1. Choose Center as the Horizontal alignment and Middle as the Vertical alignment option.

  1. Add another label and enter Wetlands Map under the Main properties. Since there is no expression here, this text will remain the same on all maps.

  1. Go to Atlas ‣ Last Feature and verify that the map labels do work as intended. You will notice that the wetland map has polygons extending out in the ocean that looks ugly. We can change the style to that areas outside the county boundaries are hidden.

  1. Switch to the main QGIS window. Right-click the county10 layer and select Properties.

  1. In the Symbology tab, select the Inverted polygons renderer. This renderer styles the outside of the polygon - not inside. Select white as the fill color and click OK.

  1. You will notice that the polygons extending outside of the county boundaries are now disappeared. In reality, they are hidden by the white color fill extending out from the county polygons because of the Inverted polygons style.

  1. Switch to the Layout window. If we want the effect of the inverted polygons to show, we need to uncheck the Hidden coverage layer box under Atlas tab. Once unchecked, the rendered image will appear clean and areas outside the coverage polygon is not visible.

  1. There is one more problem though. You will notice that in some cases, parts of the map that are outside the coverage layer boundary are still visible. This is because Atlas doesn’t automatically hide other features. This can be useful in some cases, but for our purpose, we only want to show wetlands of the county whose map is being generated. To fix this, switch back to the main QGIS window and right-click the county10 layer and select Properties.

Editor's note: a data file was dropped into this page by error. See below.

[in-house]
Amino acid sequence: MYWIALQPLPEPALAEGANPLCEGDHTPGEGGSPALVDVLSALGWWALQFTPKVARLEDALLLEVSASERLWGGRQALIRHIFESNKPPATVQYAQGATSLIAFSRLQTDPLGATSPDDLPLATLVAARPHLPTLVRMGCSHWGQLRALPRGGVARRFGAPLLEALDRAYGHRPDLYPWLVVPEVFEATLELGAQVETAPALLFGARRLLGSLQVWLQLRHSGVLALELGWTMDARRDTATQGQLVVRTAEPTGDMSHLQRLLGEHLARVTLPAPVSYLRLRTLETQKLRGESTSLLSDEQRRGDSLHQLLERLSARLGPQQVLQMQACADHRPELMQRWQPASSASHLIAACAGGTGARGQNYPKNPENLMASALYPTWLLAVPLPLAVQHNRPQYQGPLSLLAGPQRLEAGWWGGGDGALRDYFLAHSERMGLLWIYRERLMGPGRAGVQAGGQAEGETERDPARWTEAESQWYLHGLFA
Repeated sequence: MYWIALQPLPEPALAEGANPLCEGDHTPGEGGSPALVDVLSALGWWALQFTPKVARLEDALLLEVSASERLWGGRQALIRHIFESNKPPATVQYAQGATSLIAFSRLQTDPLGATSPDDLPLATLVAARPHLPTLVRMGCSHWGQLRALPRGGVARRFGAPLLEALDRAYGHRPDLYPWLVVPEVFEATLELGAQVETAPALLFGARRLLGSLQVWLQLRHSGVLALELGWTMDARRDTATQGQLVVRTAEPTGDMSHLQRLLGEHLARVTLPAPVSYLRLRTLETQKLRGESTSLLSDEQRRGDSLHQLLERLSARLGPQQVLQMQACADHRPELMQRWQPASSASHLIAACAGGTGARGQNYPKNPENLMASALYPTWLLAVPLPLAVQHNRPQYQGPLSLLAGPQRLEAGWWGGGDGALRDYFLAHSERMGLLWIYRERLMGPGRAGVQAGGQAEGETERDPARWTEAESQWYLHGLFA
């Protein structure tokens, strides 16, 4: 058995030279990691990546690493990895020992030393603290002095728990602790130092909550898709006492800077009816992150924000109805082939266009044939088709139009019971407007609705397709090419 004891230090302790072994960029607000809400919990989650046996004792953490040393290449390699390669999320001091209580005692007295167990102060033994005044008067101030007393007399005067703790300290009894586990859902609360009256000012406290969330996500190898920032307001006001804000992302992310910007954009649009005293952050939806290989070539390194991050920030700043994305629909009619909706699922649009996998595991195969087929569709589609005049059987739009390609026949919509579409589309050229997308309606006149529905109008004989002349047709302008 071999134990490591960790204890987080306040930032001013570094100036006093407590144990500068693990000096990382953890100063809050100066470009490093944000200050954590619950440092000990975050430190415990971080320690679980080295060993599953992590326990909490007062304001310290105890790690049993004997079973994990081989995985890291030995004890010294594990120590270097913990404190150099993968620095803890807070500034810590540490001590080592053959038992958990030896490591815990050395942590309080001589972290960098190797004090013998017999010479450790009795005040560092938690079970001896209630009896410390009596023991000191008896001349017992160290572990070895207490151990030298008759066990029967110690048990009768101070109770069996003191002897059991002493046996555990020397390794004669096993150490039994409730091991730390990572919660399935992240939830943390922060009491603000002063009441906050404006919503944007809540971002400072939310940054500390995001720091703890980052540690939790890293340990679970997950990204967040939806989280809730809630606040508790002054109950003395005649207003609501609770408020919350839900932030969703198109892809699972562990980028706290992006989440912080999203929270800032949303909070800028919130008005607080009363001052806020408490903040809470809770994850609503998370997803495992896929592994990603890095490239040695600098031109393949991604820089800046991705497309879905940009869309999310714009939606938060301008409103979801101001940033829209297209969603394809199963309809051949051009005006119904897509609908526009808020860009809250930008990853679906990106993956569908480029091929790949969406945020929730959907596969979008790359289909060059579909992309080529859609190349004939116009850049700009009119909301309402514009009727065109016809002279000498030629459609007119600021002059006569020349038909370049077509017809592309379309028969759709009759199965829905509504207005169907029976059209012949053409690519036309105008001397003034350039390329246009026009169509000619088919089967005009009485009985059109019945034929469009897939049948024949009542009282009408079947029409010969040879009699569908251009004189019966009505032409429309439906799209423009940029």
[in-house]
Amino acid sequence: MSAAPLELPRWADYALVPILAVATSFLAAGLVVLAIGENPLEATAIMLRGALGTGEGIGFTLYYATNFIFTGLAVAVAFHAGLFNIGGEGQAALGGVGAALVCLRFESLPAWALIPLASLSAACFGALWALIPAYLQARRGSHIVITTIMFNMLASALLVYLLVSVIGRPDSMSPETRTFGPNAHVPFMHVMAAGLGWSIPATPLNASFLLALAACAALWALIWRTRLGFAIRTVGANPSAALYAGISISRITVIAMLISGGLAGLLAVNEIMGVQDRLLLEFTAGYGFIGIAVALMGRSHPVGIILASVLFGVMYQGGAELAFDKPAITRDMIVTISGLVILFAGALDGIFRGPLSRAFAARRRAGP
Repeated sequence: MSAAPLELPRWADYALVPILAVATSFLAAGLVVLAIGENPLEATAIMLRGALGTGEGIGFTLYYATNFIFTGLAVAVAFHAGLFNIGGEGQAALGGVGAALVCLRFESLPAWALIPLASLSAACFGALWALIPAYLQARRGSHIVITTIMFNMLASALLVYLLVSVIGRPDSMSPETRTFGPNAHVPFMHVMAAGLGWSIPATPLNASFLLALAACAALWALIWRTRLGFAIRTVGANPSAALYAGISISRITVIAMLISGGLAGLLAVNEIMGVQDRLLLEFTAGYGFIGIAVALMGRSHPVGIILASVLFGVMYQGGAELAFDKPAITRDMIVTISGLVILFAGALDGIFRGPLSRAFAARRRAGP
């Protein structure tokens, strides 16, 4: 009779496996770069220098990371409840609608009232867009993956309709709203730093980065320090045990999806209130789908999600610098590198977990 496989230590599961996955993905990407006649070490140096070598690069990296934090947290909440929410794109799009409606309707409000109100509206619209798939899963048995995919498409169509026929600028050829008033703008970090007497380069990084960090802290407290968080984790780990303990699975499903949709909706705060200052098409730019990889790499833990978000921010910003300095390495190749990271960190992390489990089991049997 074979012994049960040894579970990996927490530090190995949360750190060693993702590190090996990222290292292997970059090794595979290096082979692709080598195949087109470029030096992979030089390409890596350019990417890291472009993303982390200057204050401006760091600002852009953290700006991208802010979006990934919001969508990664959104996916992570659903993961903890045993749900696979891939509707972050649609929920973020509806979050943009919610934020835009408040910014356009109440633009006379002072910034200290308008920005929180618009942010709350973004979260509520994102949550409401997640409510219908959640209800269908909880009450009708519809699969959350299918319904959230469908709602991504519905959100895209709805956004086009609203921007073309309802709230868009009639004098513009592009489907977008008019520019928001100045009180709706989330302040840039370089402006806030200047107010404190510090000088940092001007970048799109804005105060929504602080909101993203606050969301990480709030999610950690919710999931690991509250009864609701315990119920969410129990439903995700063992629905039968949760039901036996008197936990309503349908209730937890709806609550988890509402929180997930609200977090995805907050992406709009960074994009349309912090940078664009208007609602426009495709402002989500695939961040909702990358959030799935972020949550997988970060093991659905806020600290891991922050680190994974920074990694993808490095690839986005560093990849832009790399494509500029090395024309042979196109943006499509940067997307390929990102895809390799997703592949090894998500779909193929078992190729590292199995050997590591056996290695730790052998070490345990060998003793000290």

1. In the Symbology tab, select Rule-based as the Sub renderer. Double-click the area under Rule.

  1. In the Edit rule dialog, click the Expression button next to Filter.

  1. In the Expression string builder, expand the Variables group of functions. The @atlas_featureid variable stores the id of the the currently selected feature. We will construct an expression that will select only the currently selected Atlas feature. Enter the expression as below and click OK.

$id = @atlas_featureid
  1. Close all intermediate dialogs and switch back to the Layout window. Select Map 1 item and click the Update preview button under Item properties tab to see the changes. Notice that now only the area covering the county boundary is shown.


If you do not see the Update preview button, it may help to select another Item element first and then select Map 1 again.

  1. We will now add another dynamic label to show the current date. Go to Layout ‣ Add Label and select the area on the map. Click Insert an expression button.

  1. Expand the Date and Time functions group and you will find the $now function. This holds the current system time. The function todate() will convert this to a date string. Enter the expression as below and click OK.

concat('Created on: ', todate($now))
  1. Add another label citing the data source. You may also add other map elements such as a north arrow, scalebar etc. as described in Realizzare e stampare una mappa tutorial.

  1. We will make one last styling improvement. Switch back to the main QGIS window and right-click the HI_Wetlands_Poly layer and select Properties.

  1. In the Symbology tab, click on Simple fill and select Shapeburst fill as the Symbol layer type. Choose the Two color option and select shades of green and blue that you like. Click OK.

  1. Select Map 1 item and click the Update preview button under Item properties tab to see the changes.

  1. Once you are satisfied with the map layout and styling, go to Atlas ‣ Export Atlas as Images.

  1. Select a directory on your computer and click Choose.

  1. Leave the default options in the Image Export Options and click Save.

  1. The Atlas tool will now iterate through each feature in the coverage layer and create a separate map image based on the template we created. You can see the images in the directory once the process completes.

  1. Here are the map images for refeence.

../../_images/output_1.png ../../_images/output_2.png ../../_images/output_3.png ../../_images/output_4.png ../../_images/output_5.png

If you want to give feedback or share your experience with this tutorial, please comment below. (requires GitHub account)